Ele observou que pessoas criativas eram predominantemente solitarias, nao desenvolviam relacionamentos pessoais maduros, mas nem por isso eram infelizes ou neuroticas, embora haja um numero consideravel de depressivos ou bipolares.
Os even
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Caryn
Sep 29, 2017 rated it it was amazing
This is not one of those feel good, self help, make me feel okay with the world kind of books.

This piece of work is dense. It's a lot to chew. It's amazing.

These are just my thoughts after finishing the book, not really a review of the book itself.

Our culture tells us that one of the worst things that can happen to a person is to die alone. This is a blatant lie that many of us tend to believe. Working on the self is not placed at any importance and so while immature emotionally, mentally and sp
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Hildegunn
Dec 22, 2017 rated it it was ok
First half of the book is interesting and pretty good. But somewhere along the line the author goes off track and forgets his own topic. Second half of the book seems to be about everything else but solitude. It becomes dreadfully blabbering and boring before you reach the end. Almost not worth the read.
Sean Helvey
Sep 05, 2017 rated it liked it
I enjoyed the book and think that it was helpful, but was expecting more practical advice. The focus was on creative genius throughout history and the tone was very philosophical.
Gil
Dec 02, 2018 marked it as dnf  ·  review of another edition
Stopped @ 37%. The thesis is interesting, but I started skimming quite a number of parts, like Freud’s ideas and Storr’s rebuttals. Might pick it up again one day, though.
Samantha
well, this was way better than the previous book on solitude that I read, but it still wasn't really what I was looking for. I have a book on silence where the author explores silence in different places, I wanted something more along those lines - experiences of solitude. this is by a psychoanalyst and honestly, I don't think he's talking about solitude per se. the actual point of the book, to my mind, is: freud et al have gone way too far in locating the meaning of life in sexual (romantic) fu ...more
Zade
Apr 12, 2015 rated it really liked it
When I started this book, I did not realize the author was a renowned psychoanalyst. Had I known that, I doubt I'd have given it a try. I am, however, glad I read it. Storr's examination of the value of solitude and the role it plays in both creativity and the development and preservation of mental health embodies a warmth and humanity rarely found in psychoanalytic literature.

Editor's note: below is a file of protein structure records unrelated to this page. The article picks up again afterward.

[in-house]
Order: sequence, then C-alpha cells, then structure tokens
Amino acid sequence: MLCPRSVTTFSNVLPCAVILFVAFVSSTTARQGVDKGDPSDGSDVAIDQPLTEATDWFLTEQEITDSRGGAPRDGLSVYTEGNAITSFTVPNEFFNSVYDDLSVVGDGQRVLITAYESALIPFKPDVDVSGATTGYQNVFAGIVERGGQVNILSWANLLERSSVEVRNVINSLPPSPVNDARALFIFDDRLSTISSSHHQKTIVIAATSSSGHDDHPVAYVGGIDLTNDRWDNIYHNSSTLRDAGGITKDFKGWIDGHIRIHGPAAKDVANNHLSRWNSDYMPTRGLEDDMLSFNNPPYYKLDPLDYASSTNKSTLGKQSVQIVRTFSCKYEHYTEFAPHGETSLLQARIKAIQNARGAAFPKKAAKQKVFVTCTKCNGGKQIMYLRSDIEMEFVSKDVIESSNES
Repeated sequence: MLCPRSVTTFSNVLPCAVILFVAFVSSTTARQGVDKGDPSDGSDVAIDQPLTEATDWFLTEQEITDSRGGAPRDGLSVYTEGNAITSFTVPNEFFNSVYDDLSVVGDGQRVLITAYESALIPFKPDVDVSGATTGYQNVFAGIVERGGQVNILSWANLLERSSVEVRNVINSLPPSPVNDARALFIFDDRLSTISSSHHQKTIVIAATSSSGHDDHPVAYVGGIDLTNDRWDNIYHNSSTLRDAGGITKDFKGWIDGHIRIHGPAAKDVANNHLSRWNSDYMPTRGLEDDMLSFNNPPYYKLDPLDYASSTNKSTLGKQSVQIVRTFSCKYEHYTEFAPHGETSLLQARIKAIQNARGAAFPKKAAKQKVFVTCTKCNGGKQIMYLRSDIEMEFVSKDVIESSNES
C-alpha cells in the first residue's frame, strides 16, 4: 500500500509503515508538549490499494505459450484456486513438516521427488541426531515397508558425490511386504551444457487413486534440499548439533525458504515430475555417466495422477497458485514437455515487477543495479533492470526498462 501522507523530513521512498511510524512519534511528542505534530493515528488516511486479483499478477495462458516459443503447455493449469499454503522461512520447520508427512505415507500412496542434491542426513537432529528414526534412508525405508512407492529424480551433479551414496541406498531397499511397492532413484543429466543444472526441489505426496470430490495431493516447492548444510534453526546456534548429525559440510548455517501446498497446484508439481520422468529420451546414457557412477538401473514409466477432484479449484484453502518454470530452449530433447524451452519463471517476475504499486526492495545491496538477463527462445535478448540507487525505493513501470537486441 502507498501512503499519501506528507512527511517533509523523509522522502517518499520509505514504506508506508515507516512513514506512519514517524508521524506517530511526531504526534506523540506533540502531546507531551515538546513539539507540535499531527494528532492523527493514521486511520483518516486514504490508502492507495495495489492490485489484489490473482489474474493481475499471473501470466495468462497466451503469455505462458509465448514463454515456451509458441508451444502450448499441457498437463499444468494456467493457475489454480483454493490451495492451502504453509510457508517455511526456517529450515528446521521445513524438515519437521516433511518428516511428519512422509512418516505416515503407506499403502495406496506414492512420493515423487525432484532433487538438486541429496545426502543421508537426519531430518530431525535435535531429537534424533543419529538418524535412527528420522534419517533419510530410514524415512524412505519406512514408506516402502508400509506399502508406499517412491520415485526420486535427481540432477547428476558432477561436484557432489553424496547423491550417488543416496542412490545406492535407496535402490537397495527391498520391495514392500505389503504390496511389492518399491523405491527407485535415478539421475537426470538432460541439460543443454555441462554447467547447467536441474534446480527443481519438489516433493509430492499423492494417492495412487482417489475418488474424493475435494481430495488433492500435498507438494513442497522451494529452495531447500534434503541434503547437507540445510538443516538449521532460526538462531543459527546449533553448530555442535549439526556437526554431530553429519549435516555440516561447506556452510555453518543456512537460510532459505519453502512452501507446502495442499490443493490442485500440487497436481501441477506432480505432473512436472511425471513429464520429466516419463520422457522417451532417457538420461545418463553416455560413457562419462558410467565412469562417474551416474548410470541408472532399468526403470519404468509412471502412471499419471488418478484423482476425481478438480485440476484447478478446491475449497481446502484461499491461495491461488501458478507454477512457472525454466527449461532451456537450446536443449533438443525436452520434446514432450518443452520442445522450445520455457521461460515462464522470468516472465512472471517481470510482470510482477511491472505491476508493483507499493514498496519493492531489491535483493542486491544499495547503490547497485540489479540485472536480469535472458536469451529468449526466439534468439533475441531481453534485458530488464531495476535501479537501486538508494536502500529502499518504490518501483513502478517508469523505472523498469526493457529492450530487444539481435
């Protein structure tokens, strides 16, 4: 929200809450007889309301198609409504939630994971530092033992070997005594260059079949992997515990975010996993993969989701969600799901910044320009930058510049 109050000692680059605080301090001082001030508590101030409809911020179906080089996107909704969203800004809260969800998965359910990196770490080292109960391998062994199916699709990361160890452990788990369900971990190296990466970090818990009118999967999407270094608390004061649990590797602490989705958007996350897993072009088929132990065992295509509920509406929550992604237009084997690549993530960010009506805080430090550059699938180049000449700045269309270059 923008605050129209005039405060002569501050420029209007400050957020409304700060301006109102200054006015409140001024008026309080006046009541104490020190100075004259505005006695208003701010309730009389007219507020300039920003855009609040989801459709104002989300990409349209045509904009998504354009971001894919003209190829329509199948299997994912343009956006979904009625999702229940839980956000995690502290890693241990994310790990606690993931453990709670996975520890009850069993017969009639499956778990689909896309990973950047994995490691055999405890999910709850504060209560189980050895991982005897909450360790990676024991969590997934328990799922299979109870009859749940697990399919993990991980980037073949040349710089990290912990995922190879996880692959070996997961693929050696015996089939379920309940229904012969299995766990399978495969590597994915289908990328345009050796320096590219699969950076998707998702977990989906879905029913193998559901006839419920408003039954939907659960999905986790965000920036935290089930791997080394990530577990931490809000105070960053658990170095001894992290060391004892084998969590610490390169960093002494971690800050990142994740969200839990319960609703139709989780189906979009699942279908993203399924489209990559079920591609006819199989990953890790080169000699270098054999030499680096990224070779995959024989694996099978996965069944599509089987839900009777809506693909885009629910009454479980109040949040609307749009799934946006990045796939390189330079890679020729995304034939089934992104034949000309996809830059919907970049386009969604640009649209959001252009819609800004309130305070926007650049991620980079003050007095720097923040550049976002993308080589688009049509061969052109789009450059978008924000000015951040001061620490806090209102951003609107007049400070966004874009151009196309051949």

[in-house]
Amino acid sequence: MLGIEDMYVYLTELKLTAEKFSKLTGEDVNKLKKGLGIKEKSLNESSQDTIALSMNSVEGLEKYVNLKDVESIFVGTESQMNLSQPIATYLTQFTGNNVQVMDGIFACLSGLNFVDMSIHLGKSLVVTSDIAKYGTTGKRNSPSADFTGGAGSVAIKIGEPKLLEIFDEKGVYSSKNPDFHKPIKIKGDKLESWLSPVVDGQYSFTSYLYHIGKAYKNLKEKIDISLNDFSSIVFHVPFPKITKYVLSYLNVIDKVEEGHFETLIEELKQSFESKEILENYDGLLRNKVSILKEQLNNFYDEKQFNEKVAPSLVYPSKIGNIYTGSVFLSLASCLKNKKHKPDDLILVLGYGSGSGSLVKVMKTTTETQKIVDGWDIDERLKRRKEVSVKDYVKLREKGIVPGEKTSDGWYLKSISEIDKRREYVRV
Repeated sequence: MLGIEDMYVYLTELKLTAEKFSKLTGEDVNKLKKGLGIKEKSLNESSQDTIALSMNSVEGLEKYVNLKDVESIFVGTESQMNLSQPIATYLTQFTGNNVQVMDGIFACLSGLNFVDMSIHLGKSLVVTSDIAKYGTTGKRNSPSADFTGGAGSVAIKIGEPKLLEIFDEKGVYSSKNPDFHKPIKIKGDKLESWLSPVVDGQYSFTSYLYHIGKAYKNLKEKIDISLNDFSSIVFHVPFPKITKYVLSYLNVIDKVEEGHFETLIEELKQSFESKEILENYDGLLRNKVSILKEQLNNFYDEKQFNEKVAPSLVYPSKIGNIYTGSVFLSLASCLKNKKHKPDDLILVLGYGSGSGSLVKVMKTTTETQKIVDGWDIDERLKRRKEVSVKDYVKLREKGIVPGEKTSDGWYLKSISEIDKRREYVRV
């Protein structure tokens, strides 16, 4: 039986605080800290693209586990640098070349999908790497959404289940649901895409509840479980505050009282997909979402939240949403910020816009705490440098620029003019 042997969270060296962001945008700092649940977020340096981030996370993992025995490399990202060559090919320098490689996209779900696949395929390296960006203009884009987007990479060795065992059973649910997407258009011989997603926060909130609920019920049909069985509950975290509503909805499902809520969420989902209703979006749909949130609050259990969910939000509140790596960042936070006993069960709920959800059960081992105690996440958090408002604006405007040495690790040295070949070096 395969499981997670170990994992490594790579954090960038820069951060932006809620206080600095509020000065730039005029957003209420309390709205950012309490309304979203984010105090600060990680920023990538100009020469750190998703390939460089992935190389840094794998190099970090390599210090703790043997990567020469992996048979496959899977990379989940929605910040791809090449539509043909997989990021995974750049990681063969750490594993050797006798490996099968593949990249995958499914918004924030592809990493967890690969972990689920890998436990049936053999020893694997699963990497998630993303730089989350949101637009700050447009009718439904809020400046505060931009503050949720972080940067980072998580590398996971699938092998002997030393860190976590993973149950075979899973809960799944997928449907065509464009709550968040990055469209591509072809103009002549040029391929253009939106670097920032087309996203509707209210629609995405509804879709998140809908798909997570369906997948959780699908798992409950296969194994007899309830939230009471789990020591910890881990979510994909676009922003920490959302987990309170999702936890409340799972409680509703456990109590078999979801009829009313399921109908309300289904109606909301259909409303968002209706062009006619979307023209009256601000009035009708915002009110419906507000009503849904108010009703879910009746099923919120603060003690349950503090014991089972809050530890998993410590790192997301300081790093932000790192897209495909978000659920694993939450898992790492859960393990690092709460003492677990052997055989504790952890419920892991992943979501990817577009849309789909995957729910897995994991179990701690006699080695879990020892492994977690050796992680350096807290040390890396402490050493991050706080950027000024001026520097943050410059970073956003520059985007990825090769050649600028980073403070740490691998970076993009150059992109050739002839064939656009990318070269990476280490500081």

Storr argues convincingly that modern psychology and psychoanalytics place too much emphasis on the role of interperson
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Sarah M.  Adly
Aug 01, 2014 rated it it was amazing
الكتاب ده مميز قوى صحيح صعب حبتين تﻻتة بس جميل..أخدت منى وقت فى القراءة. بس حسيت إنه بيتكلم عن نفسى و فسر لى حاجات كتيرة فى طفولتى و فترة مراهقة كنت بعملها و عرفت كمان إن مميزة جدا بوجود موهبة زى الرسم و عرفت و أدركت أهمية وجودها و عرفت كمان قيمة الخيال الجامح اللى جوايا و أوقات اﻹعتكاف اللى عديت بيها فى حياتى....شكرا يارب و شكرا يا أنطونى أستور
Mark Anthony  Howard
The most difficult read I have ever chosen for my own consideration but very rewarding. The author is deceased and I feel very worthy of much more herald for his life's contribution to behavioral literature.
Rebecca
Apr 04, 2009 marked it as abandoned-ship
A defense of solitude! Amen. But... it turns out to be entirely through the lens of psycho-analysis. So much. Freud and Jung. No thank you.
C. Woolf
Nov 29, 2015 rated it it was amazing
Beautiful. Felt reassured that creativity and solitude go hand in hand -- perhaps even must go hand in hand.
Liz Lindsay
Jan 09, 2010 rated it it was ok
I never finished this book, but I intend to return to it one day.
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Goodreads Librari...: please add cover for this ebook 5 93 Jan 19, 2016 12:02PM  
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Anthony Storr was an English psychiatrist and author. He was a child who was to endure the typical trauma of early 20th century UK boarding schools. He was educated at Winchester, Christ's College, the University of Cambridge and Westminster Hospital. He qualified as a doctor in 1944, and subsequently specialized in psychiatry.

Storr grew up to be kind and insightful, yet, as his obituary states, h
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“It is true that many creative people fail to make mature personal relationships, and some are extremely isolated. It is also true that, in some instances, trauma, in the shape of early separation or bereavement, has steered the potentially creative person toward developing aspects of his personality which can find fulfillment in comparative isolation. But this does not mean that solitary, creative pursuits are themselves pathological....
[A]voidance behavior is a response designed to protect the infant from behavioural disorganization. If we transfer this concept to adult life, we can see that an avoidant infant might very well develop into a person whose principal need was to find some kind of meaning and order in life which was not entirely, or even chiefly, dependent upon interpersonal relationships.”
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“The human spirit is not indestructible; but a courageous few discover that, when in hell, they are granted a glimpse of heaven.” 12 likes